"For the salvation of my soul": women and wills in medieval and early modern France
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This volume seeks to investigate the testamentary practices of women in medieval and early modern France, examining the experience of a cross-section of the population, from artisans to the elite, in Aix-en-Provence, Avignon, Marseille, Montpellier, La Rochelle, Brittany, and Burgundy. The making of a will was perhaps the single most prominent moment in women’s lives for the assertion of agency. Though constrained to some degree by customary practice and the increasing influence of Roman law, women demonstrated remarkable initiative in the formulation of their last wishes. Wills permitted women to reward friendship and loyalty, to designate universal heirs as major beneficiaries, to stipulate conditions of inheritance so that last wishes were carried out, and, perhaps most importantly, to make pious donations to the Church for the salvation of the testators’ souls. They chose their burial sites and arranged for funeral processions, and they endowed anniversary masses for their souls in perpetuity. Individual testamentary decisions differed, as did spousal strategies, but the reinforcement of family ties, even the assertion of relationship, was possible in wills.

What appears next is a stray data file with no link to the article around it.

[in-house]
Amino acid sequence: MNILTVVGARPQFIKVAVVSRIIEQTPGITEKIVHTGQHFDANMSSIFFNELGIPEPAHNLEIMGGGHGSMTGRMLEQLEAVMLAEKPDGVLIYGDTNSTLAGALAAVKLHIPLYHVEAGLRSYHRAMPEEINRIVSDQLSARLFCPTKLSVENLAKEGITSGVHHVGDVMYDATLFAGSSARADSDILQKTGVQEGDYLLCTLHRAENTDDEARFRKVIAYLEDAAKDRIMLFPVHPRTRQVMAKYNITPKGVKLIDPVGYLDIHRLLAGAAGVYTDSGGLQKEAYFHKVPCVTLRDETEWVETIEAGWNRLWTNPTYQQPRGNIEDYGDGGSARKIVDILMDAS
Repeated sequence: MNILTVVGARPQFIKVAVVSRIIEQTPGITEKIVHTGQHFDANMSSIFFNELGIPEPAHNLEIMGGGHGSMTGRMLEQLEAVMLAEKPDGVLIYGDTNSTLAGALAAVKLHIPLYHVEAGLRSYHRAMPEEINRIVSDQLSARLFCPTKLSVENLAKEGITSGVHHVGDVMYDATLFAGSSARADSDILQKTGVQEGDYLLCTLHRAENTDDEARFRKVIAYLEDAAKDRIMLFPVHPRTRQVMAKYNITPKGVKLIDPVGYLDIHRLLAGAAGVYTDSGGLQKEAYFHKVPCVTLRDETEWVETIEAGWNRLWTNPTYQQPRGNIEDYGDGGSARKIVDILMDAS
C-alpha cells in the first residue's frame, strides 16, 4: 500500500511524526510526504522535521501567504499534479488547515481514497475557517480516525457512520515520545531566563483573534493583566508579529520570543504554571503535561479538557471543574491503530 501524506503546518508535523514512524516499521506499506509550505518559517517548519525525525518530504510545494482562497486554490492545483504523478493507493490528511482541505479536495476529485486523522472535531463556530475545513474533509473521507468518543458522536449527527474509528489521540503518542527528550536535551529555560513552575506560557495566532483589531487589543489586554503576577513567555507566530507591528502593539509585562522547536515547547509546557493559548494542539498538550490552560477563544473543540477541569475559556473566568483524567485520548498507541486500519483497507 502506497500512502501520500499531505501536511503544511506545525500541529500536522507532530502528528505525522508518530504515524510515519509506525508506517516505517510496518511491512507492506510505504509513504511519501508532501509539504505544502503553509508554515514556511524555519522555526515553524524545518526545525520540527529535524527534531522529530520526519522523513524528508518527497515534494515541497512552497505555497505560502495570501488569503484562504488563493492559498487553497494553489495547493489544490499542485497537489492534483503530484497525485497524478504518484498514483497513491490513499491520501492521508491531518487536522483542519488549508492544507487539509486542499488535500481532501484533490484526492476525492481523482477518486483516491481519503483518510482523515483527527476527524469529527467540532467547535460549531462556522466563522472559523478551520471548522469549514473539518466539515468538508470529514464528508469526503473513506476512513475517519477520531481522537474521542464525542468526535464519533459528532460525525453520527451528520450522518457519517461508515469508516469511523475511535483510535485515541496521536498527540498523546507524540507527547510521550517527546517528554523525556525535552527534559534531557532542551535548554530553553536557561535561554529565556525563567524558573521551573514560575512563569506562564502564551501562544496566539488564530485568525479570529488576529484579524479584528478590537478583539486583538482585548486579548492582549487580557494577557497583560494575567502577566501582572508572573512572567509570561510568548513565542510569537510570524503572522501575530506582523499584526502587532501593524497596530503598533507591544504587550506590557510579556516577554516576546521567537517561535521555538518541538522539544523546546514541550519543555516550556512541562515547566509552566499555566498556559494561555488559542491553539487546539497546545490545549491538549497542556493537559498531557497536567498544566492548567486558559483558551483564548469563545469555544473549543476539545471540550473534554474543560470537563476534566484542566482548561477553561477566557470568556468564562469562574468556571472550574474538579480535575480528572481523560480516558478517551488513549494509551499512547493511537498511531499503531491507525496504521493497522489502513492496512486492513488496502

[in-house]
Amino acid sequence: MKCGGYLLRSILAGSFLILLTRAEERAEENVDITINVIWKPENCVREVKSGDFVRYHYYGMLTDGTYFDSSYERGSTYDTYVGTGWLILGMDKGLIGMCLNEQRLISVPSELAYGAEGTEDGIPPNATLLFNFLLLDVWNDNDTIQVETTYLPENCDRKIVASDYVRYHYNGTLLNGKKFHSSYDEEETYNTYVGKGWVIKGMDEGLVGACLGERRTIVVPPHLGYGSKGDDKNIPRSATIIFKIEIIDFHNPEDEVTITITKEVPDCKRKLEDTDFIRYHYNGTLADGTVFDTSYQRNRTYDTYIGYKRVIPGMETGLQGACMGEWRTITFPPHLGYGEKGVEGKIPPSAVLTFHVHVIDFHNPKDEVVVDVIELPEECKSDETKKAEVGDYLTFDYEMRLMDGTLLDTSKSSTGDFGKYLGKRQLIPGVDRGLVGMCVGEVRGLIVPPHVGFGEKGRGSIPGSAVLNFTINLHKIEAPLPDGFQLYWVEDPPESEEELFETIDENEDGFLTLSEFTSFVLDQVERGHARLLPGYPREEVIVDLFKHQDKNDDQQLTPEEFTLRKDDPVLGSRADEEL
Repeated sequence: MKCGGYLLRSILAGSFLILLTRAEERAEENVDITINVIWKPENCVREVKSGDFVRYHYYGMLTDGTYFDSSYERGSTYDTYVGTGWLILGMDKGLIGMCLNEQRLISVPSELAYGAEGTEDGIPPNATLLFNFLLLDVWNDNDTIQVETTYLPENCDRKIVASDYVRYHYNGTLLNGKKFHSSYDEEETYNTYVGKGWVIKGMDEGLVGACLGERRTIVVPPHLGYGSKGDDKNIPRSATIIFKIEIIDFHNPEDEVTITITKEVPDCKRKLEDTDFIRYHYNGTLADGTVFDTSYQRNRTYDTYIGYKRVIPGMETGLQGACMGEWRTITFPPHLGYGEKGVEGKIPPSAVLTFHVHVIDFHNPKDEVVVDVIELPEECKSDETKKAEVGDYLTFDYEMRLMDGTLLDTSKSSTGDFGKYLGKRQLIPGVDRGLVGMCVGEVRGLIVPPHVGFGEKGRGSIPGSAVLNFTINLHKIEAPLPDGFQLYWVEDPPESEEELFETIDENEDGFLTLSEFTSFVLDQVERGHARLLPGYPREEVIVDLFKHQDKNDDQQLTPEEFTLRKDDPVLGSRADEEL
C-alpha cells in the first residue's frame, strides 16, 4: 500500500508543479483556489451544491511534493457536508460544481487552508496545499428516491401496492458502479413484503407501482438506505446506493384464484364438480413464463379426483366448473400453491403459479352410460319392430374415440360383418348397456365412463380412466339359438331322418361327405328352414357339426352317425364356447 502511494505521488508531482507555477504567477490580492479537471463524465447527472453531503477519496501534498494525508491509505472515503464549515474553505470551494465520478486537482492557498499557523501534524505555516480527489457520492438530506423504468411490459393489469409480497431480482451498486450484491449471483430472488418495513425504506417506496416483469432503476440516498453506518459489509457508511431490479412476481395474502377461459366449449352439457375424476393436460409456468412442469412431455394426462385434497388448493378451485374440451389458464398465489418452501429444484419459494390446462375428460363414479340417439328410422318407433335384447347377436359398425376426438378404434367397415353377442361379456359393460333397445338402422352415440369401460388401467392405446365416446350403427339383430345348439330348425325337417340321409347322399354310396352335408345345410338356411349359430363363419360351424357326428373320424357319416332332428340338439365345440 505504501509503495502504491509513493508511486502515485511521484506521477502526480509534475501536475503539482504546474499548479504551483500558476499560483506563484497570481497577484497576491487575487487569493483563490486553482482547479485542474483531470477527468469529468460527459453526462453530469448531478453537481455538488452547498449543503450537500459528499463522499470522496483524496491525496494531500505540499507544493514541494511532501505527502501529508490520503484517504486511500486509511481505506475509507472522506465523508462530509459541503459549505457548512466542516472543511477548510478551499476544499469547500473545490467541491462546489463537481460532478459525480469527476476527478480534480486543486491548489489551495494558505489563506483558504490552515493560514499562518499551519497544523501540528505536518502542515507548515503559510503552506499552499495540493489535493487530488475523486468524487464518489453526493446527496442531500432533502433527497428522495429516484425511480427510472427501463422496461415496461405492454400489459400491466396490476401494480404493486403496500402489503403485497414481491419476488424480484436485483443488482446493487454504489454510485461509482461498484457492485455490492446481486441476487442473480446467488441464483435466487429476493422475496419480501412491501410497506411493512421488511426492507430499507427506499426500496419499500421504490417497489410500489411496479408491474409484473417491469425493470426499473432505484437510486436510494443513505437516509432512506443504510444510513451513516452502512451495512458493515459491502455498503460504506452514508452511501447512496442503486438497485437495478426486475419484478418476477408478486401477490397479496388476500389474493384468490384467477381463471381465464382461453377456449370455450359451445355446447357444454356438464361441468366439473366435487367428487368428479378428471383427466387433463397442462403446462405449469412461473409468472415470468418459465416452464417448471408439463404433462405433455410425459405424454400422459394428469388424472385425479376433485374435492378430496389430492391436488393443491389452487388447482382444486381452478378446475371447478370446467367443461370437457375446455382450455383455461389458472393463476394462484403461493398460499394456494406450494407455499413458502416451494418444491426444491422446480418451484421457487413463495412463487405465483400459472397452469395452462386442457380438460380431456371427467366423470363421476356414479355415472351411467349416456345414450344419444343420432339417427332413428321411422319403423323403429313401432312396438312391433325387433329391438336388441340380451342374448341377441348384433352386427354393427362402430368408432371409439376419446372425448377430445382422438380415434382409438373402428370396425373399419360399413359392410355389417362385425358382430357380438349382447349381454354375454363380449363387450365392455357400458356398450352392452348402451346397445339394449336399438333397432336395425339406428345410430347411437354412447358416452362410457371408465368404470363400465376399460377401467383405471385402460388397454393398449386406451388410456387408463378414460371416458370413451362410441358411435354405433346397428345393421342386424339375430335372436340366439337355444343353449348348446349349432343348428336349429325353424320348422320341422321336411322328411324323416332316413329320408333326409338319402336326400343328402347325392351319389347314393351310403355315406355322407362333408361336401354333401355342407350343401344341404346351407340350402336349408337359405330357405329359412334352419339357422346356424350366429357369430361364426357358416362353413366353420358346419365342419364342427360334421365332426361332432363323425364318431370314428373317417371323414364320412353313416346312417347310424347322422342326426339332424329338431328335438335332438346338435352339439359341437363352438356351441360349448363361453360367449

Rollo-Koster, J. and Reyerson, K. L. (eds.). (2012). "For the salvation of my soul": women and wills in medieval and early modern France. St Andrews Studies in French History and Culture, no. 5. Centre for French History and Culture of the University of St Andrews.
St Andrews Studies in French History and Culture, no. 5
(c) The authors 2012. This book is in copyright. Subject to statutory exception and to the provisions of relevant collective licensing agreements, no reproduction of any part may take place without the written permission of the Centre for French History and Culture.
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